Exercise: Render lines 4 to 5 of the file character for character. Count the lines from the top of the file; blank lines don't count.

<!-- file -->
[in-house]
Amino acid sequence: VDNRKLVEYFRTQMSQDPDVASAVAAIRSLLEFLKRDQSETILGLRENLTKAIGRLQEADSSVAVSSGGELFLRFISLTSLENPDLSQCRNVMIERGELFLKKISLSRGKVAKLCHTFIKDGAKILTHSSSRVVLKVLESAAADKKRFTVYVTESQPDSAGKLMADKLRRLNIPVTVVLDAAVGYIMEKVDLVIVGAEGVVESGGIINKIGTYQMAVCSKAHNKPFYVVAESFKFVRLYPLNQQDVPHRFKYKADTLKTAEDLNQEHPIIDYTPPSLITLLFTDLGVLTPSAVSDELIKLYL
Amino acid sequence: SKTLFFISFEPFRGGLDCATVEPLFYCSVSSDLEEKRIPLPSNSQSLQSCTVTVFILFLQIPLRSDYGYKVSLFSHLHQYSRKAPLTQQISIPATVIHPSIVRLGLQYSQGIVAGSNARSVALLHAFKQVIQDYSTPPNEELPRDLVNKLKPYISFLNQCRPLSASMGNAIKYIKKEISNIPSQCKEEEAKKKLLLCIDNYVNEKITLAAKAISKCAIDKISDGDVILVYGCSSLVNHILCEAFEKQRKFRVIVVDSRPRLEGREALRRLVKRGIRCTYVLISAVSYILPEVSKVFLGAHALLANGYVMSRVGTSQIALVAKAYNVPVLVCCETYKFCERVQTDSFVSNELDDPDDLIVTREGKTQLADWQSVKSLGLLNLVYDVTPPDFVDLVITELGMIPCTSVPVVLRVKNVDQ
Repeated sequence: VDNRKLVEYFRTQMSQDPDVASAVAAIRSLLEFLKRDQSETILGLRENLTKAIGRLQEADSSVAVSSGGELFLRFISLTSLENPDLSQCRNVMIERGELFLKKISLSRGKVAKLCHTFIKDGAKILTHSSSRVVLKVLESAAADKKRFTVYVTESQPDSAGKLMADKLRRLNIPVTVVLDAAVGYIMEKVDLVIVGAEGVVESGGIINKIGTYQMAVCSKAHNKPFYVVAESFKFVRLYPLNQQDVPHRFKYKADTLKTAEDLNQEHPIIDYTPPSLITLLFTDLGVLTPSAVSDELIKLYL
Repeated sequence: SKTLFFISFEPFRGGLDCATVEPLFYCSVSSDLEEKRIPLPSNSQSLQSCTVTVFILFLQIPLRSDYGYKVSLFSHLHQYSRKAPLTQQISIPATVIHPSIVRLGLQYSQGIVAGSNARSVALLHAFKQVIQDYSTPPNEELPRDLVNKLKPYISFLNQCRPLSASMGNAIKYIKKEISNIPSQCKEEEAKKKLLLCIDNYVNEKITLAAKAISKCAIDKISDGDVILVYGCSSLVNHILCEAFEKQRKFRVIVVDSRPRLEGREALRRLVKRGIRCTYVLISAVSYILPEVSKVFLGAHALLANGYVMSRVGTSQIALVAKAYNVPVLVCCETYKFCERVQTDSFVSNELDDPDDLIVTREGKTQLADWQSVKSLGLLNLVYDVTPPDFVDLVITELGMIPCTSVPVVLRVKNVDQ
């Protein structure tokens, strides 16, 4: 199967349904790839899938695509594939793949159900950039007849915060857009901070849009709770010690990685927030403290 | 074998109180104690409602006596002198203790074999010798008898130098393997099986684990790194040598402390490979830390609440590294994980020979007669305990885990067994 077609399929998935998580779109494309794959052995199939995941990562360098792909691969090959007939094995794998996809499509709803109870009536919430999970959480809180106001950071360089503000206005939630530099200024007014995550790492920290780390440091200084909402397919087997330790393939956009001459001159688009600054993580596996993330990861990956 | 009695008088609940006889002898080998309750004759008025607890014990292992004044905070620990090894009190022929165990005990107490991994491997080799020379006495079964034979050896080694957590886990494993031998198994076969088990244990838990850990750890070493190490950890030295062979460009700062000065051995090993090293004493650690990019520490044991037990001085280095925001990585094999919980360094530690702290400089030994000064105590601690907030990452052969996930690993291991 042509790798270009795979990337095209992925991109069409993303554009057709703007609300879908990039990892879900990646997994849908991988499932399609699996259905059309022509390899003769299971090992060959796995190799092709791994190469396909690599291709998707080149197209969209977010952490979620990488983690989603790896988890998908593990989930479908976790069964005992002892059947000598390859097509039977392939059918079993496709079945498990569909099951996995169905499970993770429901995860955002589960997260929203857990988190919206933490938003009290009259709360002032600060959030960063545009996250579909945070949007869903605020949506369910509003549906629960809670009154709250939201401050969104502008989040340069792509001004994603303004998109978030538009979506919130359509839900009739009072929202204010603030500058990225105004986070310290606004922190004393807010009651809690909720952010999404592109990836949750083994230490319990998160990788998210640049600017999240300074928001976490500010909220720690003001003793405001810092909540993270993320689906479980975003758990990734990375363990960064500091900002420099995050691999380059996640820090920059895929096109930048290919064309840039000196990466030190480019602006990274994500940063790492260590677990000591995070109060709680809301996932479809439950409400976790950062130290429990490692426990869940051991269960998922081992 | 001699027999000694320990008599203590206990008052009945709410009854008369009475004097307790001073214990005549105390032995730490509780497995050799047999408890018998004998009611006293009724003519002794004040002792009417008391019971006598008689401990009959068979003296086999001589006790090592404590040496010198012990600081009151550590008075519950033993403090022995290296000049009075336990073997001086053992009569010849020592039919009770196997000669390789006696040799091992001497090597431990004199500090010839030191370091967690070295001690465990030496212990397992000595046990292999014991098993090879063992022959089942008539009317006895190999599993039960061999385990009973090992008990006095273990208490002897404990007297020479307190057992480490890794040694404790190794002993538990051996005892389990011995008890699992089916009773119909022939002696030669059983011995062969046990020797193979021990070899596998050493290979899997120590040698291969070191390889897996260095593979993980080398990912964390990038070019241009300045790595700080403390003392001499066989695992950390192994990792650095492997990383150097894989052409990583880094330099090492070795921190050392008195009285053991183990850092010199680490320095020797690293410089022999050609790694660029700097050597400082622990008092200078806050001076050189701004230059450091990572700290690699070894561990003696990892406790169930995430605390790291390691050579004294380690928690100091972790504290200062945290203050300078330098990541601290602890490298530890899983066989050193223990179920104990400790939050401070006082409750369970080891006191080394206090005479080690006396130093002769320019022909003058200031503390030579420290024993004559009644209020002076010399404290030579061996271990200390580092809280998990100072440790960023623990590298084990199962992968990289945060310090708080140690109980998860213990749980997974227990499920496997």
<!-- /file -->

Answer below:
Repeated sequence: VDNRKLVEYFRTQMSQDPDVASAVAAIRSLLEFLKRDQSETILGLRENLTKAIGRLQEADSSVAVSSGGELFLRFISLTSLENPDLSQCRNVMIERGELFLKKISLSRGKVAKLCHTFIKDGAKILTHSSSRVVLKVLESAAADKKRFTVYVTESQPDSAGKLMADKLRRLNIPVTVVLDAAVGYIMEKVDLVIVGAEGVVESGGIINKIGTYQMAVCSKAHNKPFYVVAESFKFVRLYPLNQQDVPHRFKYKADTLKTAEDLNQEHPIIDYTPPSLITLLFTDLGVLTPSAVSDELIKLYL
Repeated sequence: SKTLFFISFEPFRGGLDCATVEPLFYCSVSSDLEEKRIPLPSNSQSLQSCTVTVFILFLQIPLRSDYGYKVSLFSHLHQYSRKAPLTQQISIPATVIHPSIVRLGLQYSQGIVAGSNARSVALLHAFKQVIQDYSTPPNEELPRDLVNKLKPYISFLNQCRPLSASMGNAIKYIKKEISNIPSQCKEEEAKKKLLLCIDNYVNEKITLAAKAISKCAIDKISDGDVILVYGCSSLVNHILCEAFEKQRKFRVIVVDSRPRLEGREALRRLVKRGIRCTYVLISAVSYILPEVSKVFLGAHALLANGYVMSRVGTSQIALVAKAYNVPVLVCCETYKFCERVQTDSFVSNELDDPDDLIVTREGKTQLADWQSVKSLGLLNLVYDVTPPDFVDLVITELGMIPCTSVPVVLRVKNVDQ